Oil Rebound Has Citigroup Seeing Worst Over for Commoditiesby
Market hit bottom earlier this year after China equity selloff
Brent oil forecast to climb to $50 in third quarter: Citigroup
The commodities market has turned a corner and prices are unlikely to return to lows seen in the first quarter, according to Citigroup Inc., which boosted forecasts from metals to grains amid an oil-led recovery.
The bottom was likely hit earlier this year when weak fundamentals across all commodities were reinforced by selling after the collapse of China’s equity markets, Citigroup analysts including Ed Morse wrote in a report Tuesday. The bank is now predicting Brent oil will climb to $50 a barrel in the third quarter, earlier than its previous forecast for the fourth quarter, while increasing its year-end gold estimate by $100 an ounce to $1,250.
“This recovery is starting in the oil sector, where market fundamentals are tightening much faster than we had forecast at the start of the year,” the analysts wrote. “Across the industrial metals, markets are also slowly firming and prices bottoming as new projects get postponed and surpluses are whittled down. So too in the agricultural sector, especially grains and sugar, where markets appear to be balancing quickly.”
Commodities have rebounded this year led by surging oil prices, with a Bloomberg index of 22 raw materials advancing more than 15 percent since tumbling in January to the lowest level in records extending back to 1991. Citigroup’s optimistic view differs from Goldman Sachs Group Inc., which upgraded its commodity outlook to neutral this month while remaining bearish on industrial and precious metals.
Brent has gained more than 70 percent since hitting a 12-year low in January amid supply cuts and stronger demand. While rising commodity markets in 2016 are following a similar trend to 2015, they are unlikely to repeat the selloff seen last year because of improving fundamentals in the energy market, which are likely to be followed across some industrial metals, Citigroup said.
The agricultural complex appears to be on the verge of re-balancing, while row-crop prices are already 10 percent to 20 percent higher this year on Southern Hemisphere harvest disruptions and improving demand for exports and biofuels, Citigroup said.
The bank raised its 2016 corn forecast 10 cents a bushel to $3.70 and increased its soybean estimate 8 percent to 10 percent for 2016-2017. Wheat will average just under $4.70 a bushel this year and may rebound above $5 next year if U.S. exports increase. Sugar will trade in a 15.5 cents a pound to 17.5 cents a pound range this year and 17.5 cents to 19.5 cents in 2017 amid tighter supply.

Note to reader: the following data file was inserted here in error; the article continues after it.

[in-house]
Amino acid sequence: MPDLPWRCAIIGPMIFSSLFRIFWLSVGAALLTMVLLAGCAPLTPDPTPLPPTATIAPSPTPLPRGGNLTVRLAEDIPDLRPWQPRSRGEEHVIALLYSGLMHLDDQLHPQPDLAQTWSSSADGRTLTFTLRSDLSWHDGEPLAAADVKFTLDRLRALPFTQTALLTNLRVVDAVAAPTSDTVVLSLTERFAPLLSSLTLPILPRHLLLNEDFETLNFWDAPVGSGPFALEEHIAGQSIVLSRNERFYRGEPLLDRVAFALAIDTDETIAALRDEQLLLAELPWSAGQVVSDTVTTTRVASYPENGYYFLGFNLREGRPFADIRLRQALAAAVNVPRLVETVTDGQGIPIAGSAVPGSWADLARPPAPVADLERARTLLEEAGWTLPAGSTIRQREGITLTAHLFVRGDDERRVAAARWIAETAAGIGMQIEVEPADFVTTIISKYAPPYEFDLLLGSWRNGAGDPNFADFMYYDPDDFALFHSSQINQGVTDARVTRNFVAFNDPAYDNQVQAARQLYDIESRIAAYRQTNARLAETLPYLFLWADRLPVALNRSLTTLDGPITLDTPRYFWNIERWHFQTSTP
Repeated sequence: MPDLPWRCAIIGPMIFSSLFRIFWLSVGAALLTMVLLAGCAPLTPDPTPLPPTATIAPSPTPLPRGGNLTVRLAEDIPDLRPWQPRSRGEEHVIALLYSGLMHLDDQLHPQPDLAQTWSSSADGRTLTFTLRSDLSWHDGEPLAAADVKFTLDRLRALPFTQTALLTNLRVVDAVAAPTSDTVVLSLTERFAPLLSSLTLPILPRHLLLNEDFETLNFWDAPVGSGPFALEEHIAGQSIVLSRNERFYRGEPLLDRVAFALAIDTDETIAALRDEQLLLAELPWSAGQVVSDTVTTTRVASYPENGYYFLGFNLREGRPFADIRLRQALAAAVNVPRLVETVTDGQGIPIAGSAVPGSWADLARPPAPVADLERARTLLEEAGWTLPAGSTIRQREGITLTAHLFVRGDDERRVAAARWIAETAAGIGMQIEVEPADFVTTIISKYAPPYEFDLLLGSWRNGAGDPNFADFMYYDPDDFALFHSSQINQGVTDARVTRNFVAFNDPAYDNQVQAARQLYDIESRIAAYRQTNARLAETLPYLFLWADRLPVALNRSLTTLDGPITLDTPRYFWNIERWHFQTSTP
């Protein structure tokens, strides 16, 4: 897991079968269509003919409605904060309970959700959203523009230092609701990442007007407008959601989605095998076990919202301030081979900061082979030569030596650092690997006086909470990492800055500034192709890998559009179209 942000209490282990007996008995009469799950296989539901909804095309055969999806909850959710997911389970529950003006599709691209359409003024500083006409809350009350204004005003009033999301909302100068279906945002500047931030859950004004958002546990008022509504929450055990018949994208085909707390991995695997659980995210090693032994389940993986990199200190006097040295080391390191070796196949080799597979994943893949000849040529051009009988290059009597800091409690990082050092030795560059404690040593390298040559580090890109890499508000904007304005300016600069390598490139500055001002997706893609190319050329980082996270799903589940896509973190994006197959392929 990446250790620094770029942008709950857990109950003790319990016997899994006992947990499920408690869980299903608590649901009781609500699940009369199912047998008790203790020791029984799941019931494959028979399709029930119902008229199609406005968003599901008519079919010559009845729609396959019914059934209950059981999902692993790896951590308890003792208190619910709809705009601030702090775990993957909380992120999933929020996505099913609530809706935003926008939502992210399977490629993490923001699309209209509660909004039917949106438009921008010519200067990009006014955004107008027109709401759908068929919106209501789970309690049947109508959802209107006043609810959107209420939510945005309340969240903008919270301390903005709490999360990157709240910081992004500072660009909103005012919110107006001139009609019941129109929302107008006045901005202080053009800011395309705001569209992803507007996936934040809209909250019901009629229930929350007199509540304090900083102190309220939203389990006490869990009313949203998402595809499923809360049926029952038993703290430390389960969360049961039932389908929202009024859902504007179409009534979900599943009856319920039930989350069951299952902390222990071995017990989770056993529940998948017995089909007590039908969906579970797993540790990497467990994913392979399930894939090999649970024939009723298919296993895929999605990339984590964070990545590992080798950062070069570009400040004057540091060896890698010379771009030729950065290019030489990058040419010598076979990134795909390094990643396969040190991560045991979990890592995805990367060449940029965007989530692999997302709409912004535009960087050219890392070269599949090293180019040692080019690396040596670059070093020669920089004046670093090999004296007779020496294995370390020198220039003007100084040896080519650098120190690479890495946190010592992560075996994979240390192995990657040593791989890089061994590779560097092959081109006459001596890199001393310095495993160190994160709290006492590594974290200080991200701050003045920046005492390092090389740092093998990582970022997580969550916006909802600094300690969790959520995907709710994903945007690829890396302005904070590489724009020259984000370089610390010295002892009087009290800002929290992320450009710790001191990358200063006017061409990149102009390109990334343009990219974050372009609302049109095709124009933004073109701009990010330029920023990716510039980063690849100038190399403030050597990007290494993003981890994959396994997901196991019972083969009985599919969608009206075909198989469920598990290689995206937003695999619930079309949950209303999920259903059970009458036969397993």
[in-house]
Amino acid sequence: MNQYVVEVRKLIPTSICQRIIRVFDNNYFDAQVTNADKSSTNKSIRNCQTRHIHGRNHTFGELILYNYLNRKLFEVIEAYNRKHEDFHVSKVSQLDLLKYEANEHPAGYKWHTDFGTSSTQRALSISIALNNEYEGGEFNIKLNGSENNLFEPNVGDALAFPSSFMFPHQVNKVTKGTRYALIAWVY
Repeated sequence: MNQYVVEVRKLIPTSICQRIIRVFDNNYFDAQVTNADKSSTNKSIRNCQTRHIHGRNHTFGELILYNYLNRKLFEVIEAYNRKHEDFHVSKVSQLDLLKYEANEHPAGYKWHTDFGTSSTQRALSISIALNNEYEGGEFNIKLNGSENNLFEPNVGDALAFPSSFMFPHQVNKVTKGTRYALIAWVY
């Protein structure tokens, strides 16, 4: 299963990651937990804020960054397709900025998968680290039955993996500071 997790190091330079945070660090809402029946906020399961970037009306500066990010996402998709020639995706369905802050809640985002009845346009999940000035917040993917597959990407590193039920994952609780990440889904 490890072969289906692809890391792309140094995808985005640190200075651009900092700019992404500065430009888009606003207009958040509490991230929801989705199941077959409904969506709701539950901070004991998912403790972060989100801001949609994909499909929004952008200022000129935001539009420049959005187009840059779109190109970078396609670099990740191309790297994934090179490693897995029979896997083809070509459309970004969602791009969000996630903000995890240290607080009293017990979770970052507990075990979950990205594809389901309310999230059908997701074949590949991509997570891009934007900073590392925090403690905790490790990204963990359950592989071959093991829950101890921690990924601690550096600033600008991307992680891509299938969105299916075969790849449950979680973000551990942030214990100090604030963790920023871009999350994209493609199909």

While gold prices have dropped in May, it may be an opportune moment to “buy the dip,” Citigroup said. Investors have flocked to the precious metal this year and that trend should remain robust in the month ahead, according to the bank. Bullion for immediate delivery has dropped the past three weeks as the U.S. currency has climbed.
The bank is anticipating just one U.S. interest rate increase in 2016 toward the end of the year, “effectively limiting the likelihood of a correction in gold prices for the next two quarters,” according to the report.
The optimism doesn’t extend to bulk commodities including thermal coal, with the bank forecasting low prices enduring through 2018. Iron ore supply cuts this year by most major exporters have largely been offset by low-cost expansions in Australia and restarts at some high-cost mines during the recent rally, according to Citigroup.
The bank remained bearish on iron ore with prices seen averaging $47 a ton this year. Weaker steel prices will encourage mills to restrain output and keep ore holdings low, putting pressures on Chinese iron ore imports, it said.
Aluminum prices are unlikely to sustain the elevated levels seen in the second quarter due to Chinese smelter restarts and declining input costs, such as bauxite, Citigroup said. The bank sees the metal trading in a $1,450 to $1,550 a ton range on the London Metal Exchange for much of the rest of the year.